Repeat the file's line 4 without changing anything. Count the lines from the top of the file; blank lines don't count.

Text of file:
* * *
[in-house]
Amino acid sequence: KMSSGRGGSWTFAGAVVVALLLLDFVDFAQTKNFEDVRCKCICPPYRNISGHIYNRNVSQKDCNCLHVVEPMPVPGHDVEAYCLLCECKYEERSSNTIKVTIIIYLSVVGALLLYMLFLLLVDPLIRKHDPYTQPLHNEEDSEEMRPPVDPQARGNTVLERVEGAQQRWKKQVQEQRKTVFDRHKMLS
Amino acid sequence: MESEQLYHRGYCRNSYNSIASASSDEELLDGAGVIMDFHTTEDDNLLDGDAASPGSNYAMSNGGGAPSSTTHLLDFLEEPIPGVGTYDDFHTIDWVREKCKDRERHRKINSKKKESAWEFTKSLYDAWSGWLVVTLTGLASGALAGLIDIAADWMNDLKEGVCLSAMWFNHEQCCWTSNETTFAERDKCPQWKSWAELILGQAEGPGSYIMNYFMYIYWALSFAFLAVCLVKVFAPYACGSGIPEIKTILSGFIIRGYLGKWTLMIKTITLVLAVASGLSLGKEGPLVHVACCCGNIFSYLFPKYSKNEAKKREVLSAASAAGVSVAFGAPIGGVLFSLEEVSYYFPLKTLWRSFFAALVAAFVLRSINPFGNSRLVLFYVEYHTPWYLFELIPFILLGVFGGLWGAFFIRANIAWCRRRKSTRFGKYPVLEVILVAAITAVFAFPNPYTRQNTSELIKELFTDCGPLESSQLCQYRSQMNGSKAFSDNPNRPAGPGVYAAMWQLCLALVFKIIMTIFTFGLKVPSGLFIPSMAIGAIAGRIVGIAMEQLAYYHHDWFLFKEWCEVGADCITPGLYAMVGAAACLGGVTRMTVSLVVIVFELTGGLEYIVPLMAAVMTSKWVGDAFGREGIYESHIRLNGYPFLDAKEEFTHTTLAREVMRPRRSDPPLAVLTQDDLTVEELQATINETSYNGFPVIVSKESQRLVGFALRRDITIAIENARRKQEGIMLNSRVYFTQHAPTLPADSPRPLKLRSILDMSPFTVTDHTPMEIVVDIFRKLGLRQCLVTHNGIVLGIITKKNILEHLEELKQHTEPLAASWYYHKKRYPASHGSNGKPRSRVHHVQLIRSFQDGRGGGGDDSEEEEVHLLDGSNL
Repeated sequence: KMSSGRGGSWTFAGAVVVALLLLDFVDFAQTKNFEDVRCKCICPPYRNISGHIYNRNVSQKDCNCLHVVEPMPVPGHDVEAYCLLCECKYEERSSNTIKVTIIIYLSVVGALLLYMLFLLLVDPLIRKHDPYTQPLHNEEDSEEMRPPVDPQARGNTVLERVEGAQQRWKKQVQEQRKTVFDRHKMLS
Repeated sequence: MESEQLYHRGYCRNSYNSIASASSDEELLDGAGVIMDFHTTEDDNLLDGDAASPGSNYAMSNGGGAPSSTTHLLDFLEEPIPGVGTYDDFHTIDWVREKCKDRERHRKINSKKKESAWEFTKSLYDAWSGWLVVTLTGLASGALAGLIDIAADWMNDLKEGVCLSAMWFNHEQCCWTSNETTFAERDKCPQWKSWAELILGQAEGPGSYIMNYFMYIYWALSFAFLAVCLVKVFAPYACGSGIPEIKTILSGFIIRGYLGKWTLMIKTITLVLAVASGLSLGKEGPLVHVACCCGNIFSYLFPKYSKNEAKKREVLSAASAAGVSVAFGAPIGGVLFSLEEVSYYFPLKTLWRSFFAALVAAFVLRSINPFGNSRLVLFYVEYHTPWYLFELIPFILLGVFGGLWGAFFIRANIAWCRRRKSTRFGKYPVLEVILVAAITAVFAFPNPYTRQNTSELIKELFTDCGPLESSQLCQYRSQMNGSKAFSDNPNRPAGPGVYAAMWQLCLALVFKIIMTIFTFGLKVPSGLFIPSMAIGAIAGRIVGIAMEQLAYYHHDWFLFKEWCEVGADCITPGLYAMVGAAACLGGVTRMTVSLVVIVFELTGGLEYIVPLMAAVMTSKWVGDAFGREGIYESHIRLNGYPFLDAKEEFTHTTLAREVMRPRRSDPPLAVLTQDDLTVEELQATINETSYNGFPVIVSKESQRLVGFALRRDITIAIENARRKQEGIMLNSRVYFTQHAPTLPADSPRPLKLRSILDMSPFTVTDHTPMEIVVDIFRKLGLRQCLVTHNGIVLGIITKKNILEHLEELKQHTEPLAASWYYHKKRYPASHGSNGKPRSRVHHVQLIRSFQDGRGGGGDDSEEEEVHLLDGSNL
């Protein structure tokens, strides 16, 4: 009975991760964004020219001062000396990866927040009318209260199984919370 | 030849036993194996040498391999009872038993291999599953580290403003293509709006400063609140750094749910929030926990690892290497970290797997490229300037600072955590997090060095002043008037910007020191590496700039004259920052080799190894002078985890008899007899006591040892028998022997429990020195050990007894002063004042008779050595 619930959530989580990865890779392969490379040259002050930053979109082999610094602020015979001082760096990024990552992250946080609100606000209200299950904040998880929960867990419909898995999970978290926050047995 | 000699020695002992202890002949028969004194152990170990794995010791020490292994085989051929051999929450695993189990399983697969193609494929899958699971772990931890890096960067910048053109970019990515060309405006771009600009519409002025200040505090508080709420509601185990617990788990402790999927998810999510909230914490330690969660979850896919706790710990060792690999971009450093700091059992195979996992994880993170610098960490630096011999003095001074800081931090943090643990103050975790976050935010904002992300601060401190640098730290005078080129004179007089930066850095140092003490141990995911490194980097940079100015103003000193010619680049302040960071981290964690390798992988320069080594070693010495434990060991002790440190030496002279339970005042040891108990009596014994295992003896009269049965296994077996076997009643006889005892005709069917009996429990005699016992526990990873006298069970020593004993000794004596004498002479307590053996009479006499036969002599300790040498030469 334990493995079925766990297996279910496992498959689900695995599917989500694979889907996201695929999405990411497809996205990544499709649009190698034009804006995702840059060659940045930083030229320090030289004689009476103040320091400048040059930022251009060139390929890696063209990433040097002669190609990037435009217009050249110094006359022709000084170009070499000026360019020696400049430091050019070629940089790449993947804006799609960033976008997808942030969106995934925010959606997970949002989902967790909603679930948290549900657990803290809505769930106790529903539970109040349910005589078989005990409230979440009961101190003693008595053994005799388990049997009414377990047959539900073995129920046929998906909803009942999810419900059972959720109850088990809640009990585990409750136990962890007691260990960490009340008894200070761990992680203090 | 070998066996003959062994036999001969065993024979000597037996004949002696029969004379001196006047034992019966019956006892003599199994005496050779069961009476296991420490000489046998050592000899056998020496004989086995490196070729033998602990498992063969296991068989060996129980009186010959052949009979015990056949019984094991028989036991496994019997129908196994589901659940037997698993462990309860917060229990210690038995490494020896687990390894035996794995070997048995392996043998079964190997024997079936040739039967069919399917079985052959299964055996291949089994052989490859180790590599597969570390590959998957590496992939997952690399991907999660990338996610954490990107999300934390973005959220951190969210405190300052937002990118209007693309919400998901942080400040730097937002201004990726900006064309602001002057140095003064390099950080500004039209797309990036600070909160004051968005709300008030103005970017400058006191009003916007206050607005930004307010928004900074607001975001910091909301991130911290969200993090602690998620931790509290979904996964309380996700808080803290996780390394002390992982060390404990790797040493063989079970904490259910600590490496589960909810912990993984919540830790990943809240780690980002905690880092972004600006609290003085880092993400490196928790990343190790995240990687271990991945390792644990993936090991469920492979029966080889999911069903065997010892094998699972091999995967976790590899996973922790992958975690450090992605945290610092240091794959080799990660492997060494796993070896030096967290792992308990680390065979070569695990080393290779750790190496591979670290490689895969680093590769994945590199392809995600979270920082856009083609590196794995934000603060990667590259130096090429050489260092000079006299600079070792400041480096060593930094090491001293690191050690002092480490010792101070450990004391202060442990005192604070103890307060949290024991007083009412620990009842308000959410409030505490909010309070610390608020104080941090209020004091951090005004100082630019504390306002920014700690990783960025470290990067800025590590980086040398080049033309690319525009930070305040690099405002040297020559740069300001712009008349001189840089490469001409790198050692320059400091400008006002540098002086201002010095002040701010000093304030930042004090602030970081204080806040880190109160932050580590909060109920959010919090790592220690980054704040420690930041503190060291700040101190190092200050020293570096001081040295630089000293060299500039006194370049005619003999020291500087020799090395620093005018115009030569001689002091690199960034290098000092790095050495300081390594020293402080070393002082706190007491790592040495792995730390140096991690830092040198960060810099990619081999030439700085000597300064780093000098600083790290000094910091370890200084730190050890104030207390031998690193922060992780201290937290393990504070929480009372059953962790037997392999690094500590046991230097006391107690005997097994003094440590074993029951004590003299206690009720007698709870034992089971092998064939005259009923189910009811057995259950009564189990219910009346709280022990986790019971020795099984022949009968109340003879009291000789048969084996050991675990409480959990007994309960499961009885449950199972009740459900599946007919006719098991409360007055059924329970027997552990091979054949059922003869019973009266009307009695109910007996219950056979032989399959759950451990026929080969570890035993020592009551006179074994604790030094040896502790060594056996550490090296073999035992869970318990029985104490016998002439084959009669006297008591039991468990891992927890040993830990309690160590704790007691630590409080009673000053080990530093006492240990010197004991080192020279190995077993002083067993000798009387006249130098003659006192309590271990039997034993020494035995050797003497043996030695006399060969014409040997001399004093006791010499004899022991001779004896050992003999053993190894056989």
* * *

Repeated sequence: KMSSGRGGSWTFAGAVVVALLLLDFVDFAQTKNFEDVRCKCICPPYRNISGHIYNRNVSQKDCNCLHVVEPMPVPGHDVEAYCLLCECKYEERSSNTIKVTIIIYLSVVGALLLYMLFLLLVDPLIRKHDPYTQPLHNEEDSEEMRPPVDPQARGNTVLERVEGAQQRWKKQVQEQRKTVFDRHKMLS